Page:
Iron Butterflies Rust

Iron Butterflies Rust - Lee  Thompson On the surface, this novel is about how one catastrophic event can be a defining moment, a pivot point, for the lives of all the people involved. All are changed and ultimately they must all face their demons alone. It is more "realistic" and stylistically very different from "Nursery Rhymes for Dead Children" and in many ways darker.

Lee Thompson is a very good writer. Most novels feature formulaic and structured plot and draw from an accepted palette of symbolism or metaphor to create a desired artistic effect. Sort of like a Currier and Ives Christmas scene. Just as we are supposed to, we smile with remembrance and recognize ourselves (idealized, of course) in the work.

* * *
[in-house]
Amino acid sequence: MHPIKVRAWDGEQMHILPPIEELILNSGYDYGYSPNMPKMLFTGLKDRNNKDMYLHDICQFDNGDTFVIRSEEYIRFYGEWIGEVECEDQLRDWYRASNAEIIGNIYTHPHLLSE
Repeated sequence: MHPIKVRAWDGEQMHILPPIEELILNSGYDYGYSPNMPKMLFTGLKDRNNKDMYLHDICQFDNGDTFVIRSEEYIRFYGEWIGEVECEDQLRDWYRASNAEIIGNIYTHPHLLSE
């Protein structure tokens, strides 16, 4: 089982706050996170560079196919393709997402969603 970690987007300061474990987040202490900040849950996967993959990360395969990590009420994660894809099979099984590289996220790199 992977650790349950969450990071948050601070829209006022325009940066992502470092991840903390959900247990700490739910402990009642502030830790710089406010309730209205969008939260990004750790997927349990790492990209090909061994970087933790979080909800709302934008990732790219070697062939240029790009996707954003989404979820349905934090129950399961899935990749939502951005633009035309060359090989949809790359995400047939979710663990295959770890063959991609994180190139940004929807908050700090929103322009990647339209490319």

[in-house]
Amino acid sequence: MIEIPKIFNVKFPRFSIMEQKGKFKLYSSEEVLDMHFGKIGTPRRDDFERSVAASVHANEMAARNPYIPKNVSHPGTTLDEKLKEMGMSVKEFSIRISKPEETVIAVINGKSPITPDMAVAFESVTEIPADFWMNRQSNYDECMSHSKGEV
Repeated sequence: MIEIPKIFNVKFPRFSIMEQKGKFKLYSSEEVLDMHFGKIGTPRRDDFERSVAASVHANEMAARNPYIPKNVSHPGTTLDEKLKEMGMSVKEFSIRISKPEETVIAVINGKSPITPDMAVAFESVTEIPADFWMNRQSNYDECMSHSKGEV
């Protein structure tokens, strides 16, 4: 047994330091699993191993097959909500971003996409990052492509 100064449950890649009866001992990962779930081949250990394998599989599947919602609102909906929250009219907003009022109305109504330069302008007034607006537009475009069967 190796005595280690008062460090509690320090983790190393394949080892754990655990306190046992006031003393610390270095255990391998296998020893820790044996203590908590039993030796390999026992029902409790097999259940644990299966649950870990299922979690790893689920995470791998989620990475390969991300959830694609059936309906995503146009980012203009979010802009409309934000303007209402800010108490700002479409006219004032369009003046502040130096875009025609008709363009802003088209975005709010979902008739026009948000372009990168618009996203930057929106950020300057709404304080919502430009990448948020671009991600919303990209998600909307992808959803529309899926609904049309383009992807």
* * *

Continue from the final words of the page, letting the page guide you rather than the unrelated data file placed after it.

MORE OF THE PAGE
Thompson doesn't let you off that easily. He rips his chest open and lays his suffering on that page and we cringe as we recall our own suffering and shudder as we recognize our own weaknesses in his characters. We can feel him do this and it changes us.

The reader can sense the truth and real suffering behind these characters and is forced to look inside themselves and the reader who approaches these novels with an open mind and heart will be moved by them. Sometimes there aren't solutions and sometimes the pain just doesn't go away.